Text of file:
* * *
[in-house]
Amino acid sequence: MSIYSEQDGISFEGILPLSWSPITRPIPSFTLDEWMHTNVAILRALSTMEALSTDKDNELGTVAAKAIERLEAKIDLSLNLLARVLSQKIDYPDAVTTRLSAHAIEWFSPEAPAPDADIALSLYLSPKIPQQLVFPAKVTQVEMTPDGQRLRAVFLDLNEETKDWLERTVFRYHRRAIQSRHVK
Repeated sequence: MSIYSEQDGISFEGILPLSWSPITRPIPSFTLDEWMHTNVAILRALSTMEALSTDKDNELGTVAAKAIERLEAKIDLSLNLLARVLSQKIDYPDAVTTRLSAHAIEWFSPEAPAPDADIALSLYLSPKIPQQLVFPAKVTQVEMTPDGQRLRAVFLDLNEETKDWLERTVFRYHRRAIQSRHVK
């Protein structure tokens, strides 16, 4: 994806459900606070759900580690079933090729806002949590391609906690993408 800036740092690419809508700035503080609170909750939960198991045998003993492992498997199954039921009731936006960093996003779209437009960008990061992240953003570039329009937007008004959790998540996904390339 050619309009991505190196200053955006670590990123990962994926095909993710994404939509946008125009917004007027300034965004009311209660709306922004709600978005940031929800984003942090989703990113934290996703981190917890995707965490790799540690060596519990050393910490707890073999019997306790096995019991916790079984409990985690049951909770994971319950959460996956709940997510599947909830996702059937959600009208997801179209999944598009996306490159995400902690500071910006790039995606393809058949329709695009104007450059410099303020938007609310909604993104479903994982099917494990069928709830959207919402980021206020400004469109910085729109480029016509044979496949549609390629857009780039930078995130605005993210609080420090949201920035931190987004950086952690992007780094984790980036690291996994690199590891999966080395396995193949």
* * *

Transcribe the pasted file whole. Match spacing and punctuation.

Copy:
[in-house]
Amino acid sequence: MSIYSEQDGISFEGILPLSWSPITRPIPSFTLDEWMHTNVAILRALSTMEALSTDKDNELGTVAAKAIERLEAKIDLSLNLLARVLSQKIDYPDAVTTRLSAHAIEWFSPEAPAPDADIALSLYLSPKIPQQLVFPAKVTQVEMTPDGQRLRAVFLDLNEETKDWLERTVFRYHRRAIQSRHVK
Repeated sequence: MSIYSEQDGISFEGILPLSWSPITRPIPSFTLDEWMHTNVAILRALSTMEALSTDKDNELGTVAAKAIERLEAKIDLSLNLLARVLSQKIDYPDAVTTRLSAHAIEWFSPEAPAPDADIALSLYLSPKIPQQLVFPAKVTQVEMTPDGQRLRAVFLDLNEETKDWLERTVFRYHRRAIQSRHVK
């Protein structure tokens, strides 16, 4: 994806459900606070759900580690079933090729806002949590391609906690993408 800036740092690419809508700035503080609170909750939960198991045998003993492992498997199954039921009731936006960093996003779209437009960008990061992240953003570039329009937007008004959790998540996904390339 050619309009991505190196200053955006670590990123990962994926095909993710994404939509946008125009917004007027300034965004009311209660709306922004709600978005940031929800984003942090989703990113934290996703981190917890995707965490790799540690060596519990050393910490707890073999019997306790096995019991916790079984409990985690049951909770994971319950959460996956709940997510599947909830996702059937959600009208997801179209999944598009996306490159995400902690500071910006790039995606393809058949329709695009104007450059410099303020938007609310909604993104479903994982099917494990069928709830959207919402980021206020400004469109910085729109480029016509044979496949549609390629857009780039930078995130605005993210609080420090949201920035931190987004950086952690992007780094984790980036690291996994690199590891999966080395396995193949």